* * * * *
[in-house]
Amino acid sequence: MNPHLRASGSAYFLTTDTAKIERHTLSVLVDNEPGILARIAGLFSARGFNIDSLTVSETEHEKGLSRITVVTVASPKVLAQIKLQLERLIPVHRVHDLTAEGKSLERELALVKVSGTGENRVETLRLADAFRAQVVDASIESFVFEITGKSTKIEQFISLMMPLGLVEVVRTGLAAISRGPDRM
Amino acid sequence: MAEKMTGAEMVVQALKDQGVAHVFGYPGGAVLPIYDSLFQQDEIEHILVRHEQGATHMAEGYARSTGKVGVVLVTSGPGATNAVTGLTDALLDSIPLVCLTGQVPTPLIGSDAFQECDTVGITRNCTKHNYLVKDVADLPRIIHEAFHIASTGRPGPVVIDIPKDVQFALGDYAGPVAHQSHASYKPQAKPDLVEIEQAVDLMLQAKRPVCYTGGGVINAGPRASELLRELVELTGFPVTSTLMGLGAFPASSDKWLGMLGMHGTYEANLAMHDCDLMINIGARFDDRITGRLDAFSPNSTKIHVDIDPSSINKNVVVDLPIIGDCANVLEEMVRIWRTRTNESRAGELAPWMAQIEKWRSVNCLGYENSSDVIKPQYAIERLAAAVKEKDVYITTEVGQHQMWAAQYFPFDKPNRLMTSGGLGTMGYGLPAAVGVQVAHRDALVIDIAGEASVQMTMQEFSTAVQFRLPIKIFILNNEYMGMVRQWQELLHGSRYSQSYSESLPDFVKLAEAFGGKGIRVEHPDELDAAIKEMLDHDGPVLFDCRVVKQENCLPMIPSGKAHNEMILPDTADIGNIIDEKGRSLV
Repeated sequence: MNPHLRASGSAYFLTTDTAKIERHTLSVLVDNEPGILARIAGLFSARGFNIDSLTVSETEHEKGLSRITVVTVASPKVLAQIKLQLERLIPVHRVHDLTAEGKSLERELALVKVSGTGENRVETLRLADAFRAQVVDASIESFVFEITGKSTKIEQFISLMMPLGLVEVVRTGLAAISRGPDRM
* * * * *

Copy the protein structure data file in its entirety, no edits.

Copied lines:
[in-house]
Amino acid sequence: MNPHLRASGSAYFLTTDTAKIERHTLSVLVDNEPGILARIAGLFSARGFNIDSLTVSETEHEKGLSRITVVTVASPKVLAQIKLQLERLIPVHRVHDLTAEGKSLERELALVKVSGTGENRVETLRLADAFRAQVVDASIESFVFEITGKSTKIEQFISLMMPLGLVEVVRTGLAAISRGPDRM
Amino acid sequence: MAEKMTGAEMVVQALKDQGVAHVFGYPGGAVLPIYDSLFQQDEIEHILVRHEQGATHMAEGYARSTGKVGVVLVTSGPGATNAVTGLTDALLDSIPLVCLTGQVPTPLIGSDAFQECDTVGITRNCTKHNYLVKDVADLPRIIHEAFHIASTGRPGPVVIDIPKDVQFALGDYAGPVAHQSHASYKPQAKPDLVEIEQAVDLMLQAKRPVCYTGGGVINAGPRASELLRELVELTGFPVTSTLMGLGAFPASSDKWLGMLGMHGTYEANLAMHDCDLMINIGARFDDRITGRLDAFSPNSTKIHVDIDPSSINKNVVVDLPIIGDCANVLEEMVRIWRTRTNESRAGELAPWMAQIEKWRSVNCLGYENSSDVIKPQYAIERLAAAVKEKDVYITTEVGQHQMWAAQYFPFDKPNRLMTSGGLGTMGYGLPAAVGVQVAHRDALVIDIAGEASVQMTMQEFSTAVQFRLPIKIFILNNEYMGMVRQWQELLHGSRYSQSYSESLPDFVKLAEAFGGKGIRVEHPDELDAAIKEMLDHDGPVLFDCRVVKQENCLPMIPSGKAHNEMILPDTADIGNIIDEKGRSLV
Repeated sequence: MNPHLRASGSAYFLTTDTAKIERHTLSVLVDNEPGILARIAGLFSARGFNIDSLTVSETEHEKGLSRITVVTVASPKVLAQIKLQLERLIPVHRVHDLTAEGKSLERELALVKVSGTGENRVETLRLADAFRAQVVDASIESFVFEITGKSTKIEQFISLMMPLGLVEVVRTGLAAISRGPDRM